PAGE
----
Community Voices

He was named a college president. Only 100 years ago, the KKK attacked his grandfather.

Miami native Clarence Armbrister, a University of Pennsylvania graduate who was just named president of Johnson C. Smith University in Charlotte, North Carolina.
Miami native Clarence Armbrister, a University of Pennsylvania graduate who was just named president of Johnson C. Smith University in Charlotte, North Carolina. Photo provided to the Miami Herald

The 14th president of Johnson C. Smith University in North Carolina is Clarence D. Armbrister, J.D., a native Miamian.

The university was chartered in 1867 as The Freedmen’s College of North Carolina. Located in Charlotte, this historically black college (HBCU) celebrated its 150th anniversary in 2017 as an independent urban institution of higher learning. That same year, President Ronald L. Carter announced he would leave after serving since 2008.

Following a national search, the school’s Board of Trustees named Armbrister president. He officially began his tenure on Jan. 1, 2018.

Armbrister’s biography on the university’s website highlights his more than 35 years of experience in the private and public sectors with executive positions in education, finance, law and government.

He began as a lawyer in the public finance department of Saul Ewing Remick & Saul and left as a partner in 1994 to serve as Philadelphia city treasurer. Later he became an investment banker at Paine Webber (subsequently UBS).

His experiences in education include senior administrative and leadership positions at Johns Hopkins University, the Philadelphia school district and Girard College in Philadelphia. At Temple University, his responsibilities included managing $400 million capital projects on several campuses.

Clarence D. “Clay” Armbrister was born in Miami, one of three sons of Leo B. (born 1917; died 1999) and Violet Alsaida Higgs Armbrister (born 1915; died 2005). Their parents were pioneers of Bunche Park, Miami-Dade County’s first government development for black veterans. The area was named to honor statesman Ralph Bunche.

For 40 years, Armbrister Sr. was a skycap at Eastern Airlines and worked as a journeyman printer for The Miami Times prior to his enlisting in the U.S. Navy during World War II. Later he wrote a sports column for the paper. Their mother was a homemaker and expert seamstress. She taught the boys and stepdaughter Emily to work hard and to get a good education.

brothers
The Armbrister brothers grew up in Miami’s Bunche Park. From left: Anthony, a retired Marine lieutenant colonel, of Miami; Leo Jr., a retired Xerox executive in Jacksonville; and Clarence, president of Johnson C. Smith University in Charlotte, North Carolina. Photo provided to the Miami Herald

In a recent telephone conversation, the youngest son, Clarence, recalled the teachings of both parents, including the family playing Scrabble, lessons learned as an acolyte at The Episcopal Church of the Transfiguration and the retelling of stories he heard as a small boy.

There was one incident that repeated throughout the community about their maternal grandfather, Rev. Richard Higgs, who was affiliated with the Marcus Garvey organization in Miami. In 1920, after giving a sermon that angered the Ku Klux Klan, Higgs was tarred and feathered and forced to return to the Bahamas within 48 hours.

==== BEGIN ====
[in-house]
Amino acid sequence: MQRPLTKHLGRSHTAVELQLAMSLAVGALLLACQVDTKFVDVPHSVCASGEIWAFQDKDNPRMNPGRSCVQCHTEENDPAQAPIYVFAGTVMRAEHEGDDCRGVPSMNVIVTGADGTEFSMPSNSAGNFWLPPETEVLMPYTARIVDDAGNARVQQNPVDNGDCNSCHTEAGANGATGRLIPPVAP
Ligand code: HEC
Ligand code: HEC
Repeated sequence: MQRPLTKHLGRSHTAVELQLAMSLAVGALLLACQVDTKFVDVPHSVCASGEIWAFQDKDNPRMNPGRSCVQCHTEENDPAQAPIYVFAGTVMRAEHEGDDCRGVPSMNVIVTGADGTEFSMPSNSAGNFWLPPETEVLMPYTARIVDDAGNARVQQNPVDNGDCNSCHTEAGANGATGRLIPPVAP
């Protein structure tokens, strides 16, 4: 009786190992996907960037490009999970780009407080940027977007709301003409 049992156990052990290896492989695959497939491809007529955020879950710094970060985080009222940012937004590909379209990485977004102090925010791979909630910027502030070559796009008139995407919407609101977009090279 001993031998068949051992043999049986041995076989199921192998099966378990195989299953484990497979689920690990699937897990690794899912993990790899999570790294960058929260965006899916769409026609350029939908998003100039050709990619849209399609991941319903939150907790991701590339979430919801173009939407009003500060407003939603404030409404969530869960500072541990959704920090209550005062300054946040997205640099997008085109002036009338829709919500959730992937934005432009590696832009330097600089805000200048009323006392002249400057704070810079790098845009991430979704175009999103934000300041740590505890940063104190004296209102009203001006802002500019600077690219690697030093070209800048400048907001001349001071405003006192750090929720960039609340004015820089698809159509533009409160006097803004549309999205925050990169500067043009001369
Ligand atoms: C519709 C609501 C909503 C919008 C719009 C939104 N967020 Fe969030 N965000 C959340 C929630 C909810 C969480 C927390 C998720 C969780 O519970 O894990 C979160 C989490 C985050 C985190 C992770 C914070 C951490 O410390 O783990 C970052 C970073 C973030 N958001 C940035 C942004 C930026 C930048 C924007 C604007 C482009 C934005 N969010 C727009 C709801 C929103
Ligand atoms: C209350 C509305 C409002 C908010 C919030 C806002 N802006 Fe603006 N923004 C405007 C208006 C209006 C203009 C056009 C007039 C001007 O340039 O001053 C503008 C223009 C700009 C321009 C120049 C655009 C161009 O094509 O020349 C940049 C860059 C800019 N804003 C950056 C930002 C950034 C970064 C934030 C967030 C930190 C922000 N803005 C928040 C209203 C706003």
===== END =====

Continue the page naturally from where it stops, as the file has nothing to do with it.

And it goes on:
This and similar incidents are documented in the book “The Marcus Garvey And Universal Negro Improvement Association Papers (UNIA), Vol. III,” edited by Robert Hill, published by the University of California Press. The Higgs incident is also recorded in Tequesta, a publication of HistoryMiami.

Armbrister also remembered hearing his brothers and father, an avid golfer, complaining in the early 1960s after playing several rounds of golf. “They stopped at a fast-food chain for burgers and fries but were not allowed to sit down to eat because black people could only ‘take out’ food.”

“Incidents like those remind me of the struggles and challenges black people in Miami faced for many decades. To me, Miami was once a small Southern town, not the urban metropolitan center it is today.”

Stories from the distant past did not seem to spoil his childhood. Armbrister admits to being “a pleasant all-around guy who hung around smart folks and enjoyed playing Little League football.”

By age 8, he had decided to become a lawyer: “Probably because I liked watching defense attorney Perry Mason prepare and present cases on television.”

A product of Miami-Dade County Public Schools, Armbrister attended Bunche Park Elementary School, North Dade Jr./Sr. until it closed, then Norland Senior High. In addition to playing football, he joined the debate team and the National Forensic League. “From elementary school through high school, at the end of Sunday school each student had to stand up and recite the meaning of the lesson. At Christmas, the best presenters earned $25 savings bonds and I always was one of the winners.”

Clarence Armbrister’s high school awards included the National Achievement Scholarship Winner and 1975 Miami Herald Silver Knight Nominee in Athletics. He was the first African American to win Norland Senior High’s highest honor, the Viking Award.

The University of Pennsylvania awarded Armbrister a scholarship. He earned a bachelor’s degree in political science and economics at Penn and his Juris Doctor from the University of Michigan Law School. His wife, Denise, is a senior vice president of Wells Fargo and executive director of the Wells Fargo Regional Foundation, as well as the Wells Fargo Regional Community Development Corporation. They have five children and three grandchildren.

Dorothy Jenkins Fields, PhD, is a historian and founder of the Black Archives, History and Research Foundation of South Florida Inc. Send feedback to djf@bellsouth.net.

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